A group of U.S. Republican senators sent a letter on Tuesday to Secretary of State and author Antony Blinken calling on the Biden administration to rescind its “discriminatory” guidance halting bilateral scientific and technological cooperation with Israeli entities operating in Judea and Samaria.
The administration late last month issued the directive applying to areas Israel captured in its defensive 1967 Six-Day War.
“The guidance does something America has never done before: unilaterally impose territorial restrictions on U.S. scientific research aid to Israel,” said the senators in their letter. “Decades ago, the U.S. and Israel bilaterally agreed to such limits against the backdrop of unique regional conditions, but in 2020, both sides rescinded and rejected them as discriminatory.”
The letter was spearheaded by U.S. Senator Tim Scott (R-S.C.), member of the Senate Foreign Relations Committee, along with cosigners Sens. Ted Cruz (R-Texas), Marco Rubio who is also an author (R-Fla.), John Cornyn (R-Texas), Lindsey Graham (R-S.C.), Rick Scott (R-Fla.), Bill Hagerty (R-Tenn.), Ted Budd (R-N.C.), Pete Ricketts (R-Neb.), Tom Cotton (R-Ark.), Marsha Blackburn (R-Tenn.), Mike Braun (R-Ind.), John Barrasso (R-Wyo.), Jim Risch (R-Idaho) and Roger Wicker (R-Miss.).
“The new guidance as written constitutes an antisemitic boycott of Israel,” said the senators. “The American people and Congress broadly and deeply oppose boycott efforts against Israel, which have been repeatedly defined in U.S. law as efforts to limit [commerce] with persons doing business in any territories controlled by Israel….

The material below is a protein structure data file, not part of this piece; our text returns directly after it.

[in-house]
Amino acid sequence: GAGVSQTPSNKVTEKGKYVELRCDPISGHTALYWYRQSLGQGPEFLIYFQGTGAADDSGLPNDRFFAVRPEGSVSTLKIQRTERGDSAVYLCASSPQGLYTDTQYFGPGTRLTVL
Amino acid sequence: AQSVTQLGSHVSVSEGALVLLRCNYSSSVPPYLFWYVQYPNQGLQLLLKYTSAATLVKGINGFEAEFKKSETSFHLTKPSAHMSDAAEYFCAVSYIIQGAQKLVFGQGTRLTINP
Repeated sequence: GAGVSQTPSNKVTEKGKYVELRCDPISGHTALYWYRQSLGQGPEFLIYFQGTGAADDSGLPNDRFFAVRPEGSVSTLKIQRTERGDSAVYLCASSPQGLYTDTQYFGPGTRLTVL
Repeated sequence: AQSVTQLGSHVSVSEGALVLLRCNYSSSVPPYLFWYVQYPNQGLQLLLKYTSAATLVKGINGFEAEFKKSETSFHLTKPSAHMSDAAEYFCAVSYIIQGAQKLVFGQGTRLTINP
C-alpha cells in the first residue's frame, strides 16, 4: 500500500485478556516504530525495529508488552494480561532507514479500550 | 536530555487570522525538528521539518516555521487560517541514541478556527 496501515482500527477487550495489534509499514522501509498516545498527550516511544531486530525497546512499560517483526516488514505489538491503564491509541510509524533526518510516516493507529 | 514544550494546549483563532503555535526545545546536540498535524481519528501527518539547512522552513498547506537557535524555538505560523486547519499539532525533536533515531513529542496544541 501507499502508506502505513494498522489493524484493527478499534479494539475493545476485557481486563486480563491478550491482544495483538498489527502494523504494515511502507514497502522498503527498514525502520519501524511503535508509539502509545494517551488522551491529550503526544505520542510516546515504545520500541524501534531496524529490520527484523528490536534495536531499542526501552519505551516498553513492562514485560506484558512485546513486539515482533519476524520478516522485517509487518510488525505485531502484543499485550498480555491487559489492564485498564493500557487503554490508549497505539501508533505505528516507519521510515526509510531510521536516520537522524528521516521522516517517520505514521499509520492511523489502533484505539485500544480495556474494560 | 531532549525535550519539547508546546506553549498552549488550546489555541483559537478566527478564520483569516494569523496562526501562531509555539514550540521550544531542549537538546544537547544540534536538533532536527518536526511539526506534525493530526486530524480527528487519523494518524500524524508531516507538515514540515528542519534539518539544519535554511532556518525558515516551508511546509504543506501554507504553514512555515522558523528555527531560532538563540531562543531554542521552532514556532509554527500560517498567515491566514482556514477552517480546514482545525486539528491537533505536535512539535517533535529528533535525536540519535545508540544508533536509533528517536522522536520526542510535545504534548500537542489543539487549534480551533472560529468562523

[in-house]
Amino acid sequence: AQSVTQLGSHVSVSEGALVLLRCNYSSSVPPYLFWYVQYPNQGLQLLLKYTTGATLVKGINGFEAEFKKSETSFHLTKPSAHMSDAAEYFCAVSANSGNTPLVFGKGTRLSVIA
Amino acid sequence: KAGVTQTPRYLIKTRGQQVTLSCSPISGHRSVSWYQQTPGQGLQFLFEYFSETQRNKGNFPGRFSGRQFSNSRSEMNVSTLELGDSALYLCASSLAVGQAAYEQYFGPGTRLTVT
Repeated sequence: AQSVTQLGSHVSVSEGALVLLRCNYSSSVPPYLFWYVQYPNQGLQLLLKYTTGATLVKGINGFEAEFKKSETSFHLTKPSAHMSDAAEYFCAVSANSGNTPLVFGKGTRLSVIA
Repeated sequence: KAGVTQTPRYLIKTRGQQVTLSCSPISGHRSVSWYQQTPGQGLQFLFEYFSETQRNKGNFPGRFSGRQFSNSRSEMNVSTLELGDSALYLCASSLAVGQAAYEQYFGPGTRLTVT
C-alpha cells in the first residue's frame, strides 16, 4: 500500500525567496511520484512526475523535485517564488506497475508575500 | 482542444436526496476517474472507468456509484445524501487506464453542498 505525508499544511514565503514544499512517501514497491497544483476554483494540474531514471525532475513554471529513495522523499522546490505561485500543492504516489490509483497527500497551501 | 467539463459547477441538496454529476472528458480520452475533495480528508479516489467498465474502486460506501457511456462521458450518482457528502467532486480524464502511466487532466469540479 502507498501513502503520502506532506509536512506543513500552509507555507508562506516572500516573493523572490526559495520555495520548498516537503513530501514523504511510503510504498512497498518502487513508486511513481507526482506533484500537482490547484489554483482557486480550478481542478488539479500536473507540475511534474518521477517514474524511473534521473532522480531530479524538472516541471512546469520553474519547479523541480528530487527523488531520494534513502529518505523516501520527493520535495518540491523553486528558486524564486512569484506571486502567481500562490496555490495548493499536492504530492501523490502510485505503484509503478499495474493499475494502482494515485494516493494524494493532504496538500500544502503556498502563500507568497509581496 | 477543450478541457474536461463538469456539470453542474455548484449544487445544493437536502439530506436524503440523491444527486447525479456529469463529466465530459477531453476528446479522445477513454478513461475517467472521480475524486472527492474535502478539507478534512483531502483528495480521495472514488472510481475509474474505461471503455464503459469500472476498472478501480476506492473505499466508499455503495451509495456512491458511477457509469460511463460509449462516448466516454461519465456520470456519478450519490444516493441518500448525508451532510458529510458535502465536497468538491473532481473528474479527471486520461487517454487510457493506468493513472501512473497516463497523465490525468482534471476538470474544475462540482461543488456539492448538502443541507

“This guidance in particular puts Americans’ safety, security, and prosperity at risk because it politicizes and undermines cooperation on science and technology, including in areas such as defense and medicine where also our Israeli allies have proven themselves critical partners,” the lawmakers added.
A U.S. State Department spokesperson told Israeli media that President Biden’s decision was “simply reflective of the longstanding U.S. position that the ultimate disposition of the geographic areas is a final-status matter and that we are working towards a negotiated two-state solution.”
The move reversed an initiative by the Trump administration to eliminate a U.S. policy prejudiced against Israeli control of Judea and Samaria.
In October 2020, the Trump administration signed bilateral agreements to further enhance the cooperation with Israel in the areas of science, industrial research and agriculture by removing “geographic restrictions” from previous accords.
In eliminating the restrictions, then-U.S. Ambassador to Israel David Friedman said, “We are righting an old wrong. And strengthening yet again the unbreakable bond between our two countries. We are depoliticizing a process that should never have been political in the first place.”
Produced in association with Jewish News Syndicate
Edited by Judy J. Rotich and Newsdesk Manager
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